Can we all be as lucky as George Jedenoff pictured above who celebrated hitting 100 by skiing from the top of Hidden Peak to Tram Tower 4 in Utah ? You can read more about George’s story here
Those close to George attributes his amazing feat to his regimented training and positive outlook but we can probably sprinkle in a bit of genetic lottery good luck as well.
So does age affect us more mortals and is there much we can do it about ?
Well the bad news is that certainly most of systems start to slow from our peak in our mid 20’s and certainly by our 40’s we start to see significant changes in quite a few of our systems.
The good news is that there is still a lot of debate about how much deconditioning is responsible as opposed to the ageing process and the right training at any age can often result in marked improvements.
As a thought experiment imagine cloning yourself. If you somehow manage to stop the ageing process and do whatever you normally do and your clone trains really hard but still ages. Who would be the better skier in Niseko next year ? What about 5 years ? or 10 years time ? Interesting questions.
So how does age ( de-conditioning ? ) affect our snowsports ?
There are primarily 3 systems that are going to be particularly relevant for your time in Niseko although of course many more such as the Urinary etc are all going to have there little claws out.
- Musculoskeletal System
- Cognition and Memory
- Special senses
Our brains and special senses are not too adversely affected ( hearing does take a bit of a thump ) until we hit our late 60’s so let’s concentrate on the musculoskeletal system were we are essentially talking muscles, ligaments and bones.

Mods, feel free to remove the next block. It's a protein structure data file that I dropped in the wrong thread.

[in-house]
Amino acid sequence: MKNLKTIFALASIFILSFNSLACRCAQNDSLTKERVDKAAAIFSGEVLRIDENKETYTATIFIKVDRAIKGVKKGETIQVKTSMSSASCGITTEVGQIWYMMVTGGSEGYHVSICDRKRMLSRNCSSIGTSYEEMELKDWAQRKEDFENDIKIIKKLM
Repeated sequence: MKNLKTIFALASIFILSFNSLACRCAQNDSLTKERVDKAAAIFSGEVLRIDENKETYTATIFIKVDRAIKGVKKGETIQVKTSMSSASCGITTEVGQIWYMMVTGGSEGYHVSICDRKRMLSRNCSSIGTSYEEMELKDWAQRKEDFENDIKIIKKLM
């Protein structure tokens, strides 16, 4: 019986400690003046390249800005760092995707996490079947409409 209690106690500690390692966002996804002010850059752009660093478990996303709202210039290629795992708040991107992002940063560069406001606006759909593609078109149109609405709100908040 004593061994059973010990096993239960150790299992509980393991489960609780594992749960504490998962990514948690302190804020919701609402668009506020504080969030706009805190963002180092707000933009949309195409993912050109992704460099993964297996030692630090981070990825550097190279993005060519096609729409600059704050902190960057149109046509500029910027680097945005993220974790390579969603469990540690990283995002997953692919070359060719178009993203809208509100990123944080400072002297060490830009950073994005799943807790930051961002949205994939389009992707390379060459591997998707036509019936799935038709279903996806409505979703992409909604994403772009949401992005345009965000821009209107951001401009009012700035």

Let’s start with muscles
The loss of muscle mass as we age is known as Sarcopenia and you can expect to loss about 10% per decade after your 20’s. As you can see from the very ball park graph below things looks pretty dandy just before age 50 where you still have around 85% of your peak muscle mass, more than enough to enjoy a fast past run done Mount Annupuri at near your peak performance.
However this is a bit of an oversimplification. Not all muscles are the same and you essentially have a bit of split in your muscle types.
Type 1: Slow twitch fibres. These are designed for sustained long contractions
Type2: Fast twitch. This are designed for explosive energy.
For some reason ageing seems to affect the type 2 fast twitch fibres more than our slow twitch. What we notice is a more of a decline in muscle power rather than muscle strength. What’s the difference ?